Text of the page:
During our eight-day stay in the hospital, we and Dr. Li had several opportunities for some extended, relaxed conversations. She said that she used such times to rejuvenate herself after the rigors and demands of the “normal” cardiac department three floors below. Through these chats we learned that she and her husband have an 18-year old son who is a strong student with plans to study intervention cardiology (there must be a genetic link there:)) or architecture. The former would be pursed in China; the latter would be pursued in Australia. In short, she is a justly proud mother, as well as an exceptional doctor. [We have recently learned that her son will follow the medical route to a bright future.]

Even with all that she is doing, Dr. Li is seeking additional avenues through which she can volunteer her services. She was quite interested in our volunteer service to teach English in Inner Mongolia. We are helping to explore some options for her with various non-governmental organizations (NGOs). 

Always looking to doing something productive in her “spare time”, she has enrolled in a Harvard University massive online open course (MOOCs) that examines important concepts in some of the world’s most important literature. We gave her our personally annotated copy of a book by Dr. Francis Collins, the Director of the US National Institutes of Health, which examines aspects of human life from a scientific, logical, and personal point of view. We also gave her a series of Christmas stamps (provided by friends in the US) that have focused on the theme of Bethlehem for the past five years. We included two 1975 Christmas stamps that someone had given us. We said, “We hope that this book and these stamps that we give you will remind you of us, just as the pacemaker you gave us will remind us of you.”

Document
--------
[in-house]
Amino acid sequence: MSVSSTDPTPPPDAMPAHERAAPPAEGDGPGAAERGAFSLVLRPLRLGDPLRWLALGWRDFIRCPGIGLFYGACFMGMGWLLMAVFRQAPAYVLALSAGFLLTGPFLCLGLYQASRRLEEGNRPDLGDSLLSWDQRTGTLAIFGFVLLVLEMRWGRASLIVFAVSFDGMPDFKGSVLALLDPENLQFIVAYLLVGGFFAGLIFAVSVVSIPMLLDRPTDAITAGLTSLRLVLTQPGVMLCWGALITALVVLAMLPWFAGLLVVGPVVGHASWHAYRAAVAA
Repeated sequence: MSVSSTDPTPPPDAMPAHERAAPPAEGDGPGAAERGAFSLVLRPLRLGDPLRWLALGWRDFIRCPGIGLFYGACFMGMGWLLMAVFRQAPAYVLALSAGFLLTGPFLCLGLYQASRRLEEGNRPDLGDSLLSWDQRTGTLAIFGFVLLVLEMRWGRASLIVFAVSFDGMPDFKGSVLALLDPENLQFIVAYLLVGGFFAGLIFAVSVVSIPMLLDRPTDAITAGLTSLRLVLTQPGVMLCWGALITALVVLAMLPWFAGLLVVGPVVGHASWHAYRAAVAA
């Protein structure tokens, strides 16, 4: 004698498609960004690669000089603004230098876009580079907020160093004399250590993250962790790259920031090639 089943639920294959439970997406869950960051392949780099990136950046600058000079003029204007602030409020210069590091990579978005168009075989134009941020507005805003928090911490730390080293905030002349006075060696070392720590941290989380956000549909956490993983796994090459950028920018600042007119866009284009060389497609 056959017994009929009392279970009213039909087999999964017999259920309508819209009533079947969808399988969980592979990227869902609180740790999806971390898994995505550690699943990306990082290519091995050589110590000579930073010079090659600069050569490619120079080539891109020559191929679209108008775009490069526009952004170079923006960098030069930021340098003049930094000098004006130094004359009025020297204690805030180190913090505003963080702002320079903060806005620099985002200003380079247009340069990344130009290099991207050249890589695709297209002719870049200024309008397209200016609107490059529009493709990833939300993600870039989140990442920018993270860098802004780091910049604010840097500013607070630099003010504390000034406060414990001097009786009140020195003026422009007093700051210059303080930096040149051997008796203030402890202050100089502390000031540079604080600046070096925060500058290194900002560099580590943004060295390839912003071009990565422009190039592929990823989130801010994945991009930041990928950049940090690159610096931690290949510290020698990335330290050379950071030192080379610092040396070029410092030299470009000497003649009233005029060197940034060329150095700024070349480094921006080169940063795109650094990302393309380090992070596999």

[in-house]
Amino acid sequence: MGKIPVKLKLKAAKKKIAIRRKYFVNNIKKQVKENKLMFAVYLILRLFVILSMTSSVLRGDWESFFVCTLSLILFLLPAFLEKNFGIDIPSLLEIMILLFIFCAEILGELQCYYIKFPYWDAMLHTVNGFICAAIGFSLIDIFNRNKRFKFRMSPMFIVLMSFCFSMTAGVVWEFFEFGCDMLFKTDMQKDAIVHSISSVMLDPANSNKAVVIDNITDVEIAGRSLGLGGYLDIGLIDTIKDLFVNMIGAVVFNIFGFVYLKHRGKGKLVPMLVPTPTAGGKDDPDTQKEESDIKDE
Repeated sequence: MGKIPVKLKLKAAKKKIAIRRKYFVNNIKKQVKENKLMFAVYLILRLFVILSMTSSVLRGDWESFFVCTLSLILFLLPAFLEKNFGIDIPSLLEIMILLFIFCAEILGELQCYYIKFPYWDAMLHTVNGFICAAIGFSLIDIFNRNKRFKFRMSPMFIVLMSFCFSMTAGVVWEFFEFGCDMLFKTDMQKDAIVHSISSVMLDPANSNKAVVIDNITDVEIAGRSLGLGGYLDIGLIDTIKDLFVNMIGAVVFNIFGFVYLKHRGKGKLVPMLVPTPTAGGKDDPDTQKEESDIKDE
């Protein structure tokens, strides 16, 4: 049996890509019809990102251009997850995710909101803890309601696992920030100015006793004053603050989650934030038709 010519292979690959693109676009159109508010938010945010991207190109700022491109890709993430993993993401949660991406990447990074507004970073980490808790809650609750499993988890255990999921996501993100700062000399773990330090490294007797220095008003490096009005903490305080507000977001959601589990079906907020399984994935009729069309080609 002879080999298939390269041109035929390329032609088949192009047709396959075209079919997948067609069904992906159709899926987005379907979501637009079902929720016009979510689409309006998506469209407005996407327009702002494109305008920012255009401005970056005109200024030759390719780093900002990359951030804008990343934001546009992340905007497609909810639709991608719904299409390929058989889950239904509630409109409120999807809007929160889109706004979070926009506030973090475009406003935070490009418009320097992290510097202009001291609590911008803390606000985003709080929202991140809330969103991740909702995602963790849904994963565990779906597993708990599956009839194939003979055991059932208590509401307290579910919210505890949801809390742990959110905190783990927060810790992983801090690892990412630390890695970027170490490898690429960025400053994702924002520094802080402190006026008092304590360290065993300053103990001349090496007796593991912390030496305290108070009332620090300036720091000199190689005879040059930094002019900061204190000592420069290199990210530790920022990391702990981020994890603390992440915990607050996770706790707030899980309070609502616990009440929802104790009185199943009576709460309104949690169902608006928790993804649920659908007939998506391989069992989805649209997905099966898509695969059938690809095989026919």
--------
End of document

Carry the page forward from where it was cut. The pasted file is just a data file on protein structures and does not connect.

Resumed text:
As the Chinese and this remarkable doctor might say: “It’s win-win.”

- Donald and Karen Barnes